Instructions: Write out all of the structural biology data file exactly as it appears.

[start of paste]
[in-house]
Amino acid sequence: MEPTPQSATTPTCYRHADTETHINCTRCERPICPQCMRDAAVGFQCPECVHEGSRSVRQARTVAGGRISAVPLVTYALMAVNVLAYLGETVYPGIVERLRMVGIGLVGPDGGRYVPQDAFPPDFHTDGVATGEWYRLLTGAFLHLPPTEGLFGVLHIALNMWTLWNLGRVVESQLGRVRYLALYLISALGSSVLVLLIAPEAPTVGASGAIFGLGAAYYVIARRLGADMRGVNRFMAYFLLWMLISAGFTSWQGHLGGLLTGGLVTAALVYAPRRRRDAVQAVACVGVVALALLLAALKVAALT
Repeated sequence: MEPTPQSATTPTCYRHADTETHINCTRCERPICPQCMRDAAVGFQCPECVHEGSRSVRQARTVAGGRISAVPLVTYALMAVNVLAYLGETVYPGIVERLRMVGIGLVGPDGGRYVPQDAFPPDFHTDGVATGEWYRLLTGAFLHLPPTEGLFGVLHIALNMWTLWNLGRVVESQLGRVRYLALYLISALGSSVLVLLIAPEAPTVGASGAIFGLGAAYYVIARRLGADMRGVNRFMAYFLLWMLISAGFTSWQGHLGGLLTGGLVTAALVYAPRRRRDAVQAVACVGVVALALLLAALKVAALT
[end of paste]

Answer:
[in-house]
Amino acid sequence: MEPTPQSATTPTCYRHADTETHINCTRCERPICPQCMRDAAVGFQCPECVHEGSRSVRQARTVAGGRISAVPLVTYALMAVNVLAYLGETVYPGIVERLRMVGIGLVGPDGGRYVPQDAFPPDFHTDGVATGEWYRLLTGAFLHLPPTEGLFGVLHIALNMWTLWNLGRVVESQLGRVRYLALYLISALGSSVLVLLIAPEAPTVGASGAIFGLGAAYYVIARRLGADMRGVNRFMAYFLLWMLISAGFTSWQGHLGGLLTGGLVTAALVYAPRRRRDAVQAVACVGVVALALLLAALKVAALT
Repeated sequence: MEPTPQSATTPTCYRHADTETHINCTRCERPICPQCMRDAAVGFQCPECVHEGSRSVRQARTVAGGRISAVPLVTYALMAVNVLAYLGETVYPGIVERLRMVGIGLVGPDGGRYVPQDAFPPDFHTDGVATGEWYRLLTGAFLHLPPTEGLFGVLHIALNMWTLWNLGRVVESQLGRVRYLALYLISALGSSVLVLLIAPEAPTVGASGAIFGLGAAYYVIARRLGADMRGVNRFMAYFLLWMLISAGFTSWQGHLGGLLTGGLVTAALVYAPRRRRDAVQAVACVGVVALALLLAALKVAALT